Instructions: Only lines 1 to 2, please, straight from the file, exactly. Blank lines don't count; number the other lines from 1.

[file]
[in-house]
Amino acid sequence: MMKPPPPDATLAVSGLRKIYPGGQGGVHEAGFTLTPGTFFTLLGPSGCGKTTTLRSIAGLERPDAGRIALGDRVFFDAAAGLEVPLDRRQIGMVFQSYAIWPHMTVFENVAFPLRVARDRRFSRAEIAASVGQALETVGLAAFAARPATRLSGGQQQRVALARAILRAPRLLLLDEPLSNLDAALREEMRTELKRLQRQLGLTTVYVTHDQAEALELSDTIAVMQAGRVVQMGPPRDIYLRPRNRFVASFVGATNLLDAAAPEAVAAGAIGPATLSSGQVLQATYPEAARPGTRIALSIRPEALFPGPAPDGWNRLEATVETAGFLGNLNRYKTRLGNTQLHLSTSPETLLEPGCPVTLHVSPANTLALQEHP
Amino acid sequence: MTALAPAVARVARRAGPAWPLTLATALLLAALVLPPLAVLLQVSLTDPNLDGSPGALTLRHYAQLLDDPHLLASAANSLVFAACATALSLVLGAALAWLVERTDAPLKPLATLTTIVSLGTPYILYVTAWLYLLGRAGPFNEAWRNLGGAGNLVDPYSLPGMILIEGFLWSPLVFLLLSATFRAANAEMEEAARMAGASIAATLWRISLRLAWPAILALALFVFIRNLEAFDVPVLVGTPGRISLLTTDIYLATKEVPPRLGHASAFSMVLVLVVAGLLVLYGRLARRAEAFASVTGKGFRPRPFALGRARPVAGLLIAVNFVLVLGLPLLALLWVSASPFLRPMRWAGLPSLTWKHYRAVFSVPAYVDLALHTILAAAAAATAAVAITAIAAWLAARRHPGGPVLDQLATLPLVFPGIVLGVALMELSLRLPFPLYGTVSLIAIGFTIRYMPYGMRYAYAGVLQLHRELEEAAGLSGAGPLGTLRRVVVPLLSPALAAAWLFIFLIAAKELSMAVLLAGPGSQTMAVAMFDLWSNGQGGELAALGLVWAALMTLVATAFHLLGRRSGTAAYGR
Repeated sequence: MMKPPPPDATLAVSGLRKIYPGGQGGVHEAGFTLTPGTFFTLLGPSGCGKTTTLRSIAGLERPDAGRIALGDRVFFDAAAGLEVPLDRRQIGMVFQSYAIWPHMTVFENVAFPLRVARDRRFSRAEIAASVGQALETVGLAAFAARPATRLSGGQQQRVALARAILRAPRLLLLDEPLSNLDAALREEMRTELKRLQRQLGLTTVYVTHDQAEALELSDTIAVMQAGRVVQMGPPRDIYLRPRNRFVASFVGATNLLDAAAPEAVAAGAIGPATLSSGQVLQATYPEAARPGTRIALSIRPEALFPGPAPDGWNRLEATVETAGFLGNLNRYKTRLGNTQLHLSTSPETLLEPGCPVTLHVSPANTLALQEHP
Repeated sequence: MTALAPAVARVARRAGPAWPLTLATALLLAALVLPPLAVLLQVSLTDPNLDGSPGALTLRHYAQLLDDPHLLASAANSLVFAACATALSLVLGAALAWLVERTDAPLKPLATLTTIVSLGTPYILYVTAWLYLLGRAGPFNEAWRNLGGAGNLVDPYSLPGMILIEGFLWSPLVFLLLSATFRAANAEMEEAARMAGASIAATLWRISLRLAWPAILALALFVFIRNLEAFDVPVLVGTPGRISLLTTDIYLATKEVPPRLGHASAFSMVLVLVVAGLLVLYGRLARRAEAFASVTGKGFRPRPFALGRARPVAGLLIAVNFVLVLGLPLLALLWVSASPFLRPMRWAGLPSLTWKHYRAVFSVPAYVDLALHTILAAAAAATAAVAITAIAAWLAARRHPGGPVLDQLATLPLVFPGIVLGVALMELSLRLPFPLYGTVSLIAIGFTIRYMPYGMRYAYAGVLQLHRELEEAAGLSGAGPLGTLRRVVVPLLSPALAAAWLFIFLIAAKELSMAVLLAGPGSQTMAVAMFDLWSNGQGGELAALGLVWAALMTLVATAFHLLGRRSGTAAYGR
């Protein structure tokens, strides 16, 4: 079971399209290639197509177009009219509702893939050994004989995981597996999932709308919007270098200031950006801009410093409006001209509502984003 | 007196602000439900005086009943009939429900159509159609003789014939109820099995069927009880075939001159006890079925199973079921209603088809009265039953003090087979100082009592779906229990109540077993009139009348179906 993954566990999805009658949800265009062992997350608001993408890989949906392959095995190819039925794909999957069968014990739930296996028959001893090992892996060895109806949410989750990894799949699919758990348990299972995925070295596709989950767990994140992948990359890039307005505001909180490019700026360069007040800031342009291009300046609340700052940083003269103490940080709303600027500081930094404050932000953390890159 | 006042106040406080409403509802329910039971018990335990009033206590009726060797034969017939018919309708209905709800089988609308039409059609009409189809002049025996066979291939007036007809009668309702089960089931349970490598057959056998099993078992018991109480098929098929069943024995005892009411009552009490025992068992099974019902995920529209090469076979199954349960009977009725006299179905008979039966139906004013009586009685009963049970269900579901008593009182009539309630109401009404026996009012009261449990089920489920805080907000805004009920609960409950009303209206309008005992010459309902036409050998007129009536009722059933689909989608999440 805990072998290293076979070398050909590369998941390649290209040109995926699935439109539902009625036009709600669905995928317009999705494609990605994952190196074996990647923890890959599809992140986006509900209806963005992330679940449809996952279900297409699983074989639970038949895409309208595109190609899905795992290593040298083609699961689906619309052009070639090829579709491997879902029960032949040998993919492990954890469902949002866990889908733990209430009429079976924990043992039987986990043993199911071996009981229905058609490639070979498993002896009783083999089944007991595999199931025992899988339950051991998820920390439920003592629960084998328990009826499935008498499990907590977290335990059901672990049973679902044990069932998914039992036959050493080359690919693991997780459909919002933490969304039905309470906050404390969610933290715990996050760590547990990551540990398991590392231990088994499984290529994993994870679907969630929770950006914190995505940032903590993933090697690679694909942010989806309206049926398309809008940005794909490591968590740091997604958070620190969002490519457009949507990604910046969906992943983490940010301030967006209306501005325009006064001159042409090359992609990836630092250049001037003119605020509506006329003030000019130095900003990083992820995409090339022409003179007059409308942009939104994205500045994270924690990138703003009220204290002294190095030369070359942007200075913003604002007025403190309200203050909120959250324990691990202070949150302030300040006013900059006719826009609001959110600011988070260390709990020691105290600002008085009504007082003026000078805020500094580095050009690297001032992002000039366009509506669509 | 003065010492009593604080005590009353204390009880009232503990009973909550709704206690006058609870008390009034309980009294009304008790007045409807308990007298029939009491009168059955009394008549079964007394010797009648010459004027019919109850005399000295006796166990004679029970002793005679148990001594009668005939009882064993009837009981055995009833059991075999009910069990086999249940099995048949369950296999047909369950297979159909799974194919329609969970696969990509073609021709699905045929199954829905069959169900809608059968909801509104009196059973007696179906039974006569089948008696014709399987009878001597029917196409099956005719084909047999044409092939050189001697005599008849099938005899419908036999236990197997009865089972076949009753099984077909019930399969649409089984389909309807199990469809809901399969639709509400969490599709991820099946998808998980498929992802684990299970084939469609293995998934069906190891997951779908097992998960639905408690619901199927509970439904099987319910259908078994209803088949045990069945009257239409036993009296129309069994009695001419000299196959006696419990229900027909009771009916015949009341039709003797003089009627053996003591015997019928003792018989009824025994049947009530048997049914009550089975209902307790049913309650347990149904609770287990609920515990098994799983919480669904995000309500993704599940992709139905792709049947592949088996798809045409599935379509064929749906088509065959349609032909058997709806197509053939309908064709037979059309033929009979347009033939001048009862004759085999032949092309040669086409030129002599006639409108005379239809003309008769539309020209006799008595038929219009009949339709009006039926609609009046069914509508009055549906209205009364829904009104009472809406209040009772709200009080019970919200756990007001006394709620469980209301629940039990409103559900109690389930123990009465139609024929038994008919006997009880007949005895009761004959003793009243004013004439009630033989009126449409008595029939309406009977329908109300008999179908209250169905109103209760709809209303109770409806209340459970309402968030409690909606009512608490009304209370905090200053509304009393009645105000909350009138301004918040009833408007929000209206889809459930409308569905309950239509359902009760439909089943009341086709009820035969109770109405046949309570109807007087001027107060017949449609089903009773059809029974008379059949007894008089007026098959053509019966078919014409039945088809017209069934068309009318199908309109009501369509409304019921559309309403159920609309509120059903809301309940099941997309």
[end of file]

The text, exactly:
[in-house]
Amino acid sequence: MMKPPPPDATLAVSGLRKIYPGGQGGVHEAGFTLTPGTFFTLLGPSGCGKTTTLRSIAGLERPDAGRIALGDRVFFDAAAGLEVPLDRRQIGMVFQSYAIWPHMTVFENVAFPLRVARDRRFSRAEIAASVGQALETVGLAAFAARPATRLSGGQQQRVALARAILRAPRLLLLDEPLSNLDAALREEMRTELKRLQRQLGLTTVYVTHDQAEALELSDTIAVMQAGRVVQMGPPRDIYLRPRNRFVASFVGATNLLDAAAPEAVAAGAIGPATLSSGQVLQATYPEAARPGTRIALSIRPEALFPGPAPDGWNRLEATVETAGFLGNLNRYKTRLGNTQLHLSTSPETLLEPGCPVTLHVSPANTLALQEHP